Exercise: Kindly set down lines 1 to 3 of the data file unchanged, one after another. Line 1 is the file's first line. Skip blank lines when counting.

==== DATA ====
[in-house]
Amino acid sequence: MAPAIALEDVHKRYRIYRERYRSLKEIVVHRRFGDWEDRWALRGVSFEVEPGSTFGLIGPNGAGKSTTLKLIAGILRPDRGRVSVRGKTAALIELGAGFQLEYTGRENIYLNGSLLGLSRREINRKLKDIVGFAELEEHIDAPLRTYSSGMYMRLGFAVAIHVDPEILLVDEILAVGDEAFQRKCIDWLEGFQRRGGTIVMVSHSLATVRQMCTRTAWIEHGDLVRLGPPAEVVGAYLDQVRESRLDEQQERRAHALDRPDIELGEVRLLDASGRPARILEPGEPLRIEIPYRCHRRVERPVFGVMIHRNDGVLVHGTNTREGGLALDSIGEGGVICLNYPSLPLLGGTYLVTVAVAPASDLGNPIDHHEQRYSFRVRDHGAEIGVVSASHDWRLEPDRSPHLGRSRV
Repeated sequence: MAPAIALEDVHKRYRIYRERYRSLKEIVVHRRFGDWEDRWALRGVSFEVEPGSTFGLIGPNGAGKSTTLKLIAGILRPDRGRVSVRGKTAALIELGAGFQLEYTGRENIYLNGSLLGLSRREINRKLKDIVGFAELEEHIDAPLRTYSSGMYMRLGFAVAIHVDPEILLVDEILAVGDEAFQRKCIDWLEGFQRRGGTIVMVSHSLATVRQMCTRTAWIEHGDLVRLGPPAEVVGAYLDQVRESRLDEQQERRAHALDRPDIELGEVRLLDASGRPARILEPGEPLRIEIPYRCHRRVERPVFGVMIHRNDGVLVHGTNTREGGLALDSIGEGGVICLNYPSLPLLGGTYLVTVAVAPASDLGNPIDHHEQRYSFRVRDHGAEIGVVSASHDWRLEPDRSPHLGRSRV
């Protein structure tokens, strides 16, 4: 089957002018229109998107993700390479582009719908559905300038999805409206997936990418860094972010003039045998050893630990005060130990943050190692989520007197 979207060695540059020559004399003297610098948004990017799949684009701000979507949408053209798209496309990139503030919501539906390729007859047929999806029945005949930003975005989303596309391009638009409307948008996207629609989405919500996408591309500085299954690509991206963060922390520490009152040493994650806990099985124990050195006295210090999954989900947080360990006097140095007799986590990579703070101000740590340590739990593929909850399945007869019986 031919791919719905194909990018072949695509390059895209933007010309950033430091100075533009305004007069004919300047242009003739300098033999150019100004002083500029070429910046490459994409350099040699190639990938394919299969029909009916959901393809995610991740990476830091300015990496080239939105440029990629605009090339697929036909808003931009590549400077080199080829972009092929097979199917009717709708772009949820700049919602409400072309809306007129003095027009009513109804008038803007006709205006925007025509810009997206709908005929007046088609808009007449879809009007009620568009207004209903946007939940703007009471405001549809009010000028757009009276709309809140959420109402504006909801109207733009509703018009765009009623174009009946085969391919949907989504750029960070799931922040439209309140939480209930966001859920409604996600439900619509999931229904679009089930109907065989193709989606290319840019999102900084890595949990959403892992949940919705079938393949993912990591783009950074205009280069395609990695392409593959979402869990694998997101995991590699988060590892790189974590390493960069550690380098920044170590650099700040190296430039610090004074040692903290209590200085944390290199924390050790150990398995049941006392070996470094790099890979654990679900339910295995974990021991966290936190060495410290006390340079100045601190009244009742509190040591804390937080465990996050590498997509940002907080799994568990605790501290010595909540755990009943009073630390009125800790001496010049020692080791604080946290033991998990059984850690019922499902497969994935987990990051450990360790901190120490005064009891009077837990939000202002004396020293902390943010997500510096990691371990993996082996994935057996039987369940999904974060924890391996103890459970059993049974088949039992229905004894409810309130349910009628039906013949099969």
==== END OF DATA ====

[in-house]
Amino acid sequence: MAPAIALEDVHKRYRIYRERYRSLKEIVVHRRFGDWEDRWALRGVSFEVEPGSTFGLIGPNGAGKSTTLKLIAGILRPDRGRVSVRGKTAALIELGAGFQLEYTGRENIYLNGSLLGLSRREINRKLKDIVGFAELEEHIDAPLRTYSSGMYMRLGFAVAIHVDPEILLVDEILAVGDEAFQRKCIDWLEGFQRRGGTIVMVSHSLATVRQMCTRTAWIEHGDLVRLGPPAEVVGAYLDQVRESRLDEQQERRAHALDRPDIELGEVRLLDASGRPARILEPGEPLRIEIPYRCHRRVERPVFGVMIHRNDGVLVHGTNTREGGLALDSIGEGGVICLNYPSLPLLGGTYLVTVAVAPASDLGNPIDHHEQRYSFRVRDHGAEIGVVSASHDWRLEPDRSPHLGRSRV
Repeated sequence: MAPAIALEDVHKRYRIYRERYRSLKEIVVHRRFGDWEDRWALRGVSFEVEPGSTFGLIGPNGAGKSTTLKLIAGILRPDRGRVSVRGKTAALIELGAGFQLEYTGRENIYLNGSLLGLSRREINRKLKDIVGFAELEEHIDAPLRTYSSGMYMRLGFAVAIHVDPEILLVDEILAVGDEAFQRKCIDWLEGFQRRGGTIVMVSHSLATVRQMCTRTAWIEHGDLVRLGPPAEVVGAYLDQVRESRLDEQQERRAHALDRPDIELGEVRLLDASGRPARILEPGEPLRIEIPYRCHRRVERPVFGVMIHRNDGVLVHGTNTREGGLALDSIGEGGVICLNYPSLPLLGGTYLVTVAVAPASDLGNPIDHHEQRYSFRVRDHGAEIGVVSASHDWRLEPDRSPHLGRSRV